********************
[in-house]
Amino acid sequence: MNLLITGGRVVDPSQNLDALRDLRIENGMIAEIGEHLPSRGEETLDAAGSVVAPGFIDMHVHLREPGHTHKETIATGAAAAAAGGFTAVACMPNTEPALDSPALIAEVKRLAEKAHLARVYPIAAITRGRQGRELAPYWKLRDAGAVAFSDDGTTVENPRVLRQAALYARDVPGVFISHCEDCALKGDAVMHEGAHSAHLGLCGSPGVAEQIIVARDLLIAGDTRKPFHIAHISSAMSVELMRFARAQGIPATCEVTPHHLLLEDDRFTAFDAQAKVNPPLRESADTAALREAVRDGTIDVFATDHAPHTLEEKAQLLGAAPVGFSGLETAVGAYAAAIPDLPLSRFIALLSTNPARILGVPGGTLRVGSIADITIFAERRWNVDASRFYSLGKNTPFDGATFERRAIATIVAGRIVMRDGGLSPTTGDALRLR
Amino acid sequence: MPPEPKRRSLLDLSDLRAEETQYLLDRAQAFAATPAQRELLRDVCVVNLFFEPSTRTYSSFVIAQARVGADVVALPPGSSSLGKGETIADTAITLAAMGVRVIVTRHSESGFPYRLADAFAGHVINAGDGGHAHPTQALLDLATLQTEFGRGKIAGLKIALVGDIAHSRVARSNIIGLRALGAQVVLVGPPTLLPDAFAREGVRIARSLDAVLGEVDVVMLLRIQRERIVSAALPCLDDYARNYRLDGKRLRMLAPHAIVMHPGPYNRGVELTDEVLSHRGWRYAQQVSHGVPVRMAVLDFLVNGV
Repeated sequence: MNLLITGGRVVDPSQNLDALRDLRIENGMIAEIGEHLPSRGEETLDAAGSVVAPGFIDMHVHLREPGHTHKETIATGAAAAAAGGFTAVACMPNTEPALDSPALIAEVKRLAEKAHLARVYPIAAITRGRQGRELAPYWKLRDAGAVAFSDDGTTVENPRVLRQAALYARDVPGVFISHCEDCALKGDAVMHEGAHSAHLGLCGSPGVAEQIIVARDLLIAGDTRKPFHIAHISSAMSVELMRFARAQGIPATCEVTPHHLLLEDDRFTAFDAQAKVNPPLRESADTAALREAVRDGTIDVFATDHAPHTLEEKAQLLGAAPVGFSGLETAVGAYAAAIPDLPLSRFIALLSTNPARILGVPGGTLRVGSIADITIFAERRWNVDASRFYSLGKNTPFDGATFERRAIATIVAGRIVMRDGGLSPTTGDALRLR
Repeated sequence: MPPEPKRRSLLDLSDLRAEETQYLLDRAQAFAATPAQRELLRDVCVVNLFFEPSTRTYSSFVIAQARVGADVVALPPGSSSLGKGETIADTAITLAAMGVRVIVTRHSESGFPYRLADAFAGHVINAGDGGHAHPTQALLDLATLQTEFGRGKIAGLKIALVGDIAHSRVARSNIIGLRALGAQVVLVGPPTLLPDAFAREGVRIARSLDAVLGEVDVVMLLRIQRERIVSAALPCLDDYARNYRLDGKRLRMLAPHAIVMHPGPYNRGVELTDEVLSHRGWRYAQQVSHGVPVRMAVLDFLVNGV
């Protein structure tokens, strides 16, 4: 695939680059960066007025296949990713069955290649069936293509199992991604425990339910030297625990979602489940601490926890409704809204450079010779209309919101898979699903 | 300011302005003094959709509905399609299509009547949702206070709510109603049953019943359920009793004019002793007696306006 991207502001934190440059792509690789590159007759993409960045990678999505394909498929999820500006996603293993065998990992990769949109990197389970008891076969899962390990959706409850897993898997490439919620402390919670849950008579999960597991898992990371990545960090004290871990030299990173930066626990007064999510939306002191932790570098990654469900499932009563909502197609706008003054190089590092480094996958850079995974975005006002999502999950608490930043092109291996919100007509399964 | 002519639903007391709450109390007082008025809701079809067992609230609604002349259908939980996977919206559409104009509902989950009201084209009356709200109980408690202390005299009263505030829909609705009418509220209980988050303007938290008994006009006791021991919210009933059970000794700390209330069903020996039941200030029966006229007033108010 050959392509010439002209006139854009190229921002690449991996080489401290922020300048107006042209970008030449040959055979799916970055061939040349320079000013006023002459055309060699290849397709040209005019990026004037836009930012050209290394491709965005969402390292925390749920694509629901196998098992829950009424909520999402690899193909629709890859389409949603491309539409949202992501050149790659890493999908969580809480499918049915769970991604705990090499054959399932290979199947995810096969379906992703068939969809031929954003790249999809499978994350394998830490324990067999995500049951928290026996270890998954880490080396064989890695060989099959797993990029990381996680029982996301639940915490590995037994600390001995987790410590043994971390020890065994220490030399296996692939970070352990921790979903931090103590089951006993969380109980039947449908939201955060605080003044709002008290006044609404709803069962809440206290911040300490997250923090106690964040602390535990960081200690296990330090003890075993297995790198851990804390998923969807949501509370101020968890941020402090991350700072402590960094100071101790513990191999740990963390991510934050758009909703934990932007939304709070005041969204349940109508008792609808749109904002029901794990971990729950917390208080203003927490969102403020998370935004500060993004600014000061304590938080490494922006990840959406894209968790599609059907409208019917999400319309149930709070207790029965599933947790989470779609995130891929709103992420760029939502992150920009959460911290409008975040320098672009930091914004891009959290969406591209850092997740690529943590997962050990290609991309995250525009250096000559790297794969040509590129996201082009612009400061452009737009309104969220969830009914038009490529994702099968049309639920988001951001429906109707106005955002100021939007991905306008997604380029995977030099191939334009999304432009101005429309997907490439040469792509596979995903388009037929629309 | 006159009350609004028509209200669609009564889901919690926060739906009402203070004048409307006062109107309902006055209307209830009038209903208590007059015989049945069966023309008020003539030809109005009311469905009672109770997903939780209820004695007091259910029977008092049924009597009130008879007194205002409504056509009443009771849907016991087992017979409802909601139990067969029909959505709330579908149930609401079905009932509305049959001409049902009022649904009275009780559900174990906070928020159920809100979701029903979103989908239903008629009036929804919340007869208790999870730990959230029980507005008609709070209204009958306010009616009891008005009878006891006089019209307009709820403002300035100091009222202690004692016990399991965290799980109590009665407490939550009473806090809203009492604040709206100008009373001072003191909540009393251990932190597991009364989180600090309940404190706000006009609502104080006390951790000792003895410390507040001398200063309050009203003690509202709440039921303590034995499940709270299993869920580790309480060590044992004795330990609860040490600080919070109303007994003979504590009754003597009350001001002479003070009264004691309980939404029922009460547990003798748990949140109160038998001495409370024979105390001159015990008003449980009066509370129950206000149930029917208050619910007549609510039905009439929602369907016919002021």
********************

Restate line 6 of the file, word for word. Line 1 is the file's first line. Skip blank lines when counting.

């Protein structure tokens, strides 16, 4: 695939680059960066007025296949990713069955290649069936293509199992991604425990339910030297625990979602489940601490926890409704809204450079010779209309919101898979699903 | 300011302005003094959709509905399609299509009547949702206070709510109603049953019943359920009793004019002793007696306006 991207502001934190440059792509690789590159007759993409960045990678999505394909498929999820500006996603293993065998990992990769949109990197389970008891076969899962390990959706409850897993898997490439919620402390919670849950008579999960597991898992990371990545960090004290871990030299990173930066626990007064999510939306002191932790570098990654469900499932009563909502197609706008003054190089590092480094996958850079995974975005006002999502999950608490930043092109291996919100007509399964 | 002519639903007391709450109390007082008025809701079809067992609230609604002349259908939980996977919206559409104009509902989950009201084209009356709200109980408690202390005299009263505030829909609705009418509220209980988050303007938290008994006009006791021991919210009933059970000794700390209330069903020996039941200030029966006229007033108010 050959392509010439002209006139854009190229921002690449991996080489401290922020300048107006042209970008030449040959055979799916970055061939040349320079000013006023002459055309060699290849397709040209005019990026004037836009930012050209290394491709965005969402390292925390749920694509629901196998098992829950009424909520999402690899193909629709890859389409949603491309539409949202992501050149790659890493999908969580809480499918049915769970991604705990090499054959399932290979199947995810096969379906992703068939969809031929954003790249999809499978994350394998830490324990067999995500049951928290026996270890998954880490080396064989890695060989099959797993990029990381996680029982996301639940915490590995037994600390001995987790410590043994971390020890065994220490030399296996692939970070352990921790979903931090103590089951006993969380109980039947449908939201955060605080003044709002008290006044609404709803069962809440206290911040300490997250923090106690964040602390535990960081200690296990330090003890075993297995790198851990804390998923969807949501509370101020968890941020402090991350700072402590960094100071101790513990191999740990963390991510934050758009909703934990932007939304709070005041969204349940109508008792609808749109904002029901794990971990729950917390208080203003927490969102403020998370935004500060993004600014000061304590938080490494922006990840959406894209968790599609059907409208019917999400319309149930709070207790029965599933947790989470779609995130891929709103992420760029939502992150920009959460911290409008975040320098672009930091914004891009959290969406591209850092997740690529943590997962050990290609991309995250525009250096000559790297794969040509590129996201082009612009400061452009737009309104969220969830009914038009490529994702099968049309639920988001951001429906109707106005955002100021939007991905306008997604380029995977030099191939334009999304432009101005429309997907490439040469792509596979995903388009037929629309 | 006159009350609004028509209200669609009564889901919690926060739906009402203070004048409307006062109107309902006055209307209830009038209903208590007059015989049945069966023309008020003539030809109005009311469905009672109770997903939780209820004695007091259910029977008092049924009597009130008879007194205002409504056509009443009771849907016991087992017979409802909601139990067969029909959505709330579908149930609401079905009932509305049959001409049902009022649904009275009780559900174990906070928020159920809100979701029903979103989908239903008629009036929804919340007869208790999870730990959230029980507005008609709070209204009958306010009616009891008005009878006891006089019209307009709820403002300035100091009222202690004692016990399991965290799980109590009665407490939550009473806090809203009492604040709206100008009373001072003191909540009393251990932190597991009364989180600090309940404190706000006009609502104080006390951790000792003895410390507040001398200063309050009203003690509202709440039921303590034995499940709270299993869920580790309480060590044992004795330990609860040490600080919070109303007994003979504590009754003597009350001001002479003070009264004691309980939404029922009460547990003798748990949140109160038998001495409370024979105390001159015990008003449980009066509370129950206000149930029917208050619910007549609510039905009439929602369907016919002021």